The President’s Advisory Council on HIV/AIDS (PACHA)

PACHA’s Subcommittee on Stigma and Disparities invited the Legacy Project to participate in a meeting that will generate US national recommendations on HIV cluster detection and response (CDR) activities. CDR involves identifying and responding to HIV transmission patterns through a process called molecular HIV surveillance (MHS), in which the genetic relatedness of HIV in many different people is used to monitor different HIV strains. Brian Minalga is the Legacy Project’s resident expert in CDR/MHS ethics and community engagement, having presented at various conferences and published several journal articles on the topic. The ethics of HIV genetic sequencing and related activities are relevant to the NIH-funded HIV/AIDS clinical trials networks, which perform HIV genetic sequencing in some studies (with the consent of participants, as required in all aspects of clinical research). Brian traveled to Atlanta for this meeting, which took place May 9-10.

Be the Generation to End the HIV Epidemic

Having led to the approval of pills, rings, and shots that prevent HIV transmission, biomedical HIV prevention research has never held more promise to end the HIV epidemic. But if we aren’t working to end the HIV epidemic for all, then we’re not really working to end the HIV epidemic. People who are underrepresented in HIV prevention research are also underrepresented among those who benefit from biomedical HIV prevention tools. The Legacy Project’s Be the Generation (BTG) initiative is working to ensure that underrepresented populations have the opportunity to engage in HIV prevention research. Here’s how we’re supporting this generation to be the generation to end the HIV epidemic:

  • BTG website: the place to go online for information on biomedical HIV prevention research focused on PrEP, U=U, microbicides, and vaccine research
  • BTG newsletter: the Legacy Project’s quarterly newsletter bringing the latest in biomedical HIV prevention research to the community (sign up by emailing bminalga@fredhutch.org)
  • BTG trainings: comprehensive training modules that you can download to hold a training in your community on biomedical HIV prevention research—or invite the Legacy Project to do a training for you!
  • Historically Black Colleges and Universities (HBCU) initiative:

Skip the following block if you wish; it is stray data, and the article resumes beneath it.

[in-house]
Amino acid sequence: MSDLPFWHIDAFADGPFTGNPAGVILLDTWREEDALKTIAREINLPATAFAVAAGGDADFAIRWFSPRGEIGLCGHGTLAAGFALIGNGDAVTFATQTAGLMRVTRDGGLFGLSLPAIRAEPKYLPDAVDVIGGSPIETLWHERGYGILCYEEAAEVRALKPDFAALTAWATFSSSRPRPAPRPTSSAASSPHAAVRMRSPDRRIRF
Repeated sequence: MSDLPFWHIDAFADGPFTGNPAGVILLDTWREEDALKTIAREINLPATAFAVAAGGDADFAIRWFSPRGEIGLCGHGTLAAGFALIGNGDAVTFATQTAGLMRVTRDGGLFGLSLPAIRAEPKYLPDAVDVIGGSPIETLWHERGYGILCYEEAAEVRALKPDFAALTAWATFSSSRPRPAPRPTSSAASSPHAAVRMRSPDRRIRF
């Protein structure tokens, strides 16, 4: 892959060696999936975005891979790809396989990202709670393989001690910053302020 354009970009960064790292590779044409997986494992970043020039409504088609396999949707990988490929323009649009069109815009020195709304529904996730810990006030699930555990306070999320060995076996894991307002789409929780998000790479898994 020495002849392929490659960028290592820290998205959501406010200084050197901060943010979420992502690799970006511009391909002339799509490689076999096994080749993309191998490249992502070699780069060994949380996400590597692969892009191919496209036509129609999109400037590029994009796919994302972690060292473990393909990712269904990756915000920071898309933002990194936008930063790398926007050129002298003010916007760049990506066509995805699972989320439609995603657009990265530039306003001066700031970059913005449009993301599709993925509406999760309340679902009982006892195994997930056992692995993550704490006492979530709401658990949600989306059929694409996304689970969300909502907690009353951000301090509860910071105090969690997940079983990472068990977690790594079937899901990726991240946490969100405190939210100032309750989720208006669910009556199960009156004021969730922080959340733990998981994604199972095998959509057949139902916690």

• Russell Campbell attended and presented the HIV Prevention Research module (HPR Module) as part of the Duke CFAR Diversity, Equity, and Inclusion Pipeline Initiative (CDEIPI) at Vorhees University and South University. The program is entitled, “Evidence2Practice” (E2P), and it focuses on leveraging implementation science to recruit HBCU/MSI students into careers in HIV research. E2P is an intensive on-campus workshop-based initiative, anchored by the HPR Module, with the goal of increasing student interest in careers in HIV science, through providing an experience-based introduction to implementation science.
    • Russell Campbell and Tasia Baldwin are working with and providing expertise to the Black AIDS Institute (BAI) on the Health Resources & Services Administration - HIV/AIDS Bureau’s (HRSA/HAB) $8 million grant for a biomedical justice initiative. This four-year project led by BAI, in partnership with Cardea and the Legacy Project, aims to develop a national training program for students from HBCUs to expand and diversify a strong pipeline of HIV advocates and leaders equipped to end the HIV epidemic.
    • Tasia Baldwin will facilitate the newly formed Legacy HBCU/MSI Working Group. The purpose of the group is to provide guidance and input on activities related to engaging HBCU/MSI students and staff focused on increasing scientific literacy of the communities most disproportionately impacted by HIV through the utilization of the HPR Module. WG members will:
      • Serve as subject matter experts
      • Review materials and trainings and provide input and feedback on efforts to engage HBCU/MSI students and staff
      • Conduct presentations on HIV and HIV prevention research efforts to audiences using content from the HPR module
      • Meet as part of ad hoc calls

National Latinx Conference on HIV/HCV/SUD, Biomedical HIV Prevention Summit & Upcoming Appearances

Legacy Project conducted the workshop, “Community Involvement in HIV Prevention Clinical Research” at the 2022 National Latinx Conference on HIV/HCV/SUD in Albuquerque, New Mexico with over 60 participants. 

The Legacy Project team recently returned from Chicago, IL, where they reached over 300 conference participants with workshops at the Biomedical HIV Prevention Summit:

  • No Data No More: Manifesto to Align HIV Prevention Research with Transgender and Gender-Diverse Realities
  • Role of Pharmacists along the HIV Prevention and Treatment Continuum
  • Long-Acting Antiretroviral Injectables and Broadly Neutralizing Antibodies - What's New?
  • Addressing “Addictophobia” to Engage MSM Who Use Drugs in PrEP

Russell, Brian, Pedro, and Tasia hope to see you soon! Here are some dates and places where you can catch up with them:

Always: Russell Campbell, rcampbel@fredhutch.org

               Brian Minalga, bminalga@fredhutch.org

               Pedro Goicochea, pgoicoch@fredhutch.org

               Tasia Baldwin, tbaldwin@fredhutch.org